Rafe is a normal teenager from Boulder, Colorado. He plays soccer. He's won skiing prizes. He likes to write.
And, oh yeah, he's gay. He's been out since 8th grade, and he isn't teased, and he goes to other high schools and talks about tolerance and stuff. And while that's important, all Rafe really wants is to just be a regular guy. Not that GAY guy. To have it be a part of who he is, but not the headline, every single time.
So when he transfers to an all-boys' boarding school in New England, he decides to keep his sexuality a secret -- not so much going back in the closet as starting over with a clean slate. But then he sees a classmate breaking down. He meets a teacher who challenges him to write his story. And most of all, he falls in love with Ben . . . who doesn't even know that love is possible.
This witty, smart, coming-out-again story will appeal to gay and straight kids alike as they watch Rafe navigate being different, fitting in, and what it means to be himself.
Arthur A. Levine Books
I’ve been reading a fair share of books with LGBT characters lately, and with the exception of Hannah Moskowitz’s Gone, Gone, Gone, they’ve all focused too strongly on their characters’ sexual orientation to actually make them seem real. It’s like these authors feel like they have to shove in our faces that they’re writing a GAY BOOK, and it’s just like…no. Stop it. I don’t live every day of my life obsessing over the fact that I’m straight, my identity is not attached to the genitalia I’m attracted to, and it’s no different for gay people. Openly Straight understands this and gives us a wonderfully fun -- and surprisingly deep -- reading experience.
Rafe is openly gay. He has been for years, and when he came out of the closet, he did so to celebration and fanfare, not disgust and disdain. He participates in GSA and PFLAG events, and even travels to other schools to discuss acceptance, both of other gay people and of yourself. And yet, despite the fact that he’s never had one of those horror stories other gay kids have nightmares about, he’s tired of the label attached to him like a tattoo etched onto his forehead. So he enrolls in a private all-boys school and decides to rediscover and reintroduce himself as Rafe the boy, not Rafe the resident gay kid. While there, he learns how much he likes living label-free – and later, how hard it really is to keep such a large part of who he is hidden from everyone around him.
To put it simply, I loved this book. It’s filled with great, realistic characters and awesome dialogue. I laughed and cried, and felt for the very first time like I understood just a little bit what it’s like to be a homosexual in a mostly straight world. Rafe is a fun character, and his thoughts and revelations always feel natural, never forced. He’s got real flaws, but I felt like we’d be fast friends if I met him in real life. My biggest concern before starting this one was that the reason for Rafe’s “reinvention”, as it were, would feel weak and plot-devicey, but it didn’t. I totally and completely understood where he was coming from, and felt for him when he got frustrated over his parents’ and best friend’s utter inability to get it. His internal comments on straight people’s reactions, even the most open-minded ones, struck an uneasy chord within me and made me reevaluate how I react to that news when I hear it myself. Do I make too big of a deal about not making a big deal about it? Do I start seeing that person as “my gay friend” instead of just my friend? Openly Straight makes you think, and it opens your mind to the reality that it is, in fact, easier to be straight. There are so many things we take for granted, things we don’t even think about. Things this book did an incredible job of shining a light on through the eyes of its protagonist.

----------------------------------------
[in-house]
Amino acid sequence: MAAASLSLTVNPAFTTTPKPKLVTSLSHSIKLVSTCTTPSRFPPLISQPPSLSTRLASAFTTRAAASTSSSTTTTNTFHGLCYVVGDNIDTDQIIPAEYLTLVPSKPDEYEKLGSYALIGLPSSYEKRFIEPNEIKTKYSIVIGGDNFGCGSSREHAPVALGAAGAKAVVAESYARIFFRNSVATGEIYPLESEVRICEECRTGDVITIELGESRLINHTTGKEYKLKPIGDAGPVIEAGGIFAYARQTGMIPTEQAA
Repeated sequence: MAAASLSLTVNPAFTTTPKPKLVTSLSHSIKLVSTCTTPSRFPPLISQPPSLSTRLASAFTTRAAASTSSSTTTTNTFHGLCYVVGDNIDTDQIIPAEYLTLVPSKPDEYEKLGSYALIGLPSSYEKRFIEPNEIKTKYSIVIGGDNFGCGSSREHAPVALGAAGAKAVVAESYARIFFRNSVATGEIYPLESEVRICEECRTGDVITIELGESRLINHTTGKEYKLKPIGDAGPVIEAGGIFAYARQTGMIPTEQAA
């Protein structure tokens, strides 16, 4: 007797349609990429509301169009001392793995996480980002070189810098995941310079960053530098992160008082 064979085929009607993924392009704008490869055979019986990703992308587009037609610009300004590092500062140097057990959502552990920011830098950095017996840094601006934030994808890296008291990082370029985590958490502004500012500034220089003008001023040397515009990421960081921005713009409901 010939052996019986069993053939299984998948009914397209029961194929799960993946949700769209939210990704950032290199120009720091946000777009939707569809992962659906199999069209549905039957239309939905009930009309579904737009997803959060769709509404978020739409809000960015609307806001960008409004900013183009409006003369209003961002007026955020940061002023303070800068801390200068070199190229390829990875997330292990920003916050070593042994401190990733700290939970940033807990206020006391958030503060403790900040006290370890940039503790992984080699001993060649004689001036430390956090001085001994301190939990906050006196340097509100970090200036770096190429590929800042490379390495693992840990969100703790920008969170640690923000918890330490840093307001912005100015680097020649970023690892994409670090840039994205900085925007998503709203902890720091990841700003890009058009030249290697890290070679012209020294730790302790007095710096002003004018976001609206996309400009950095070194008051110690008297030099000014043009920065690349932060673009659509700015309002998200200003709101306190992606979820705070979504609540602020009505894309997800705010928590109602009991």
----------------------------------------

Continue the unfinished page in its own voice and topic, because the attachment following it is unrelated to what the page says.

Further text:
In addition to its excellent handling of the LGBT theme, this book also features some of my favorite YA relationships ever. Rafe’s English teacher Mr. Scarborough is just plain awesome, and his tutoring and quiet mentoring add so much to the novel. It’s a toss-up between which I found more satisfying; Rafe’s relationship with Mr. Scarborough, or with philosophical jock, Ben. Though there are some issues I had with the latter one that I can’t get into without giving away the ending, there is a very strong love story told in these pages that paints a picture of heterosexuality and homosexuality that is much less black and white than many of us would like to believe. It doesn’t shy away from the unease, the painful questioning, or the heartache of hiding something so fundamental to who you are from someone you’re falling in love with. It doesn’t claim that love conquers all, and points out that it’s often confusing and at times inconvenient. It’s real, ugly and beautiful at the same time, and it left me in tears.
Though I wish I could say that I loved this book with every piece of my heart, I do have to acknowledge that there were some things about it that didn’t thrill me. Most notably, the ending left me rather unsatisfied and sure my e-copy was missing some pages. The resolution left a lot to be desired, and though I do know that Konigsberg was going for an intentionally unresolved ending in an effort to feel more realistic and open-ended, I feel that he missed the mark somewhat. I just wanted something a little more powerful, something to make the rest of the novel hit home and leave me in a stupor of thought for that first hour after finishing. Though there were nuggets of this, it just wasn’t enough. Some of Rafe’s revelations felt a bit abrupt. Because of that, I can’t give this a full five-star rating.
Still, Openly Straight is a highly, highly recommended novel that has earned a spot as one of my favorite reads of 2013 so far. I will definitely be putting Bill Konigsberg on my list of authors to keep an eye on.